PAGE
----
Determinants of Timberland Use by Ownership and Forest Type in Alabama and Georgia

Land use changes and timberland use by ownership and forest type in Alabama and Georgia between 1972 and 2000 are analyzed using a modified multinomial logit approach. Low average land quality, federal cost-share incentives, and favorable returns to forestry relative to agriculture were the main factors associated with timberland increase. Higher forestry returns helped increase industrial timberland but not nonindustrial private forests. An increase in hardwood forests at the expense of softwood and mixed forests was driven by increasing hardwood returns. Increasing softwood returns and tree planting assistance programs alleviated declines in softwood forests. Because factors influencing timberland use changes differ by ownership and forest type, treating all timberland as one major category may lead to incorrect predications.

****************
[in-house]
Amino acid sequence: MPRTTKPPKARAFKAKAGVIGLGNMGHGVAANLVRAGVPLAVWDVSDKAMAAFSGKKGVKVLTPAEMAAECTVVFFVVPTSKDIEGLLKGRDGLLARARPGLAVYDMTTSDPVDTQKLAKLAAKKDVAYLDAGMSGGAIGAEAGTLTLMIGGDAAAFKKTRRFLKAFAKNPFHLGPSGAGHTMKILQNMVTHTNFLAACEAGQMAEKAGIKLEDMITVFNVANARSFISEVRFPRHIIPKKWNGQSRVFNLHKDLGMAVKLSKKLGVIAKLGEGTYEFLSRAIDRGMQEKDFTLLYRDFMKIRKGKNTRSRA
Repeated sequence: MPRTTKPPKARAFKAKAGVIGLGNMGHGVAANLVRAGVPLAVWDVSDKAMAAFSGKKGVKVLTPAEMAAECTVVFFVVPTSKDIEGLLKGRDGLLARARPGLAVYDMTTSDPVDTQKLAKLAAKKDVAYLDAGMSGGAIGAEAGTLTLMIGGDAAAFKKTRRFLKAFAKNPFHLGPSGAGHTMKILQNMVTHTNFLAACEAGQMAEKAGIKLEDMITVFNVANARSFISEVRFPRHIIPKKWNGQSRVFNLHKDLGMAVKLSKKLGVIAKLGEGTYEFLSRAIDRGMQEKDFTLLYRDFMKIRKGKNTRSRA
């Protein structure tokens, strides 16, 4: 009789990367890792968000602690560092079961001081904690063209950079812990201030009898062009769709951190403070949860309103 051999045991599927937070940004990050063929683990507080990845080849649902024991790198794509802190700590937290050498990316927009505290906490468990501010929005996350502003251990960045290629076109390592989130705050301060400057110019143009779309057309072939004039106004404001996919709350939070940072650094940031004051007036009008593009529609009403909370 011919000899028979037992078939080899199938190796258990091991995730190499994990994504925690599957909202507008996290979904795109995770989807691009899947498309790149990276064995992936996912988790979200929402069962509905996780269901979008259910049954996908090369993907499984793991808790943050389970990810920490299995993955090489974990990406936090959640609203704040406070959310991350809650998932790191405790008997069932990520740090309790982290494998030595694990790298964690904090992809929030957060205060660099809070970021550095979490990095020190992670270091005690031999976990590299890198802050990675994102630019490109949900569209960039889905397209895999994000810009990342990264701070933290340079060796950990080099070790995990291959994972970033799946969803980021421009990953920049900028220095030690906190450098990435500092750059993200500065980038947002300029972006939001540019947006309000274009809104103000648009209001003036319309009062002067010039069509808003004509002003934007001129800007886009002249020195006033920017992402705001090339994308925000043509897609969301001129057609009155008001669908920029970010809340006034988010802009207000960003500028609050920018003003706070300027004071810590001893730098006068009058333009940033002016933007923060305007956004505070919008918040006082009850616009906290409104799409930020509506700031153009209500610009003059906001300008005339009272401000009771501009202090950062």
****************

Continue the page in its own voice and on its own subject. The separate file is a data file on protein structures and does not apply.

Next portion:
Issue Date:
2005-04
Publication Type:
Journal Article
PURL Identifier:
http://purl.umn.edu/43726
Published in:
Journal of Agricultural and Applied Economics, Volume 37, Number 1
Page range:
173-186
Total Pages:
14
JEL Codes:
Q15; Q23; R15




 Record created 2017-04-01, last modified 2017-04-28

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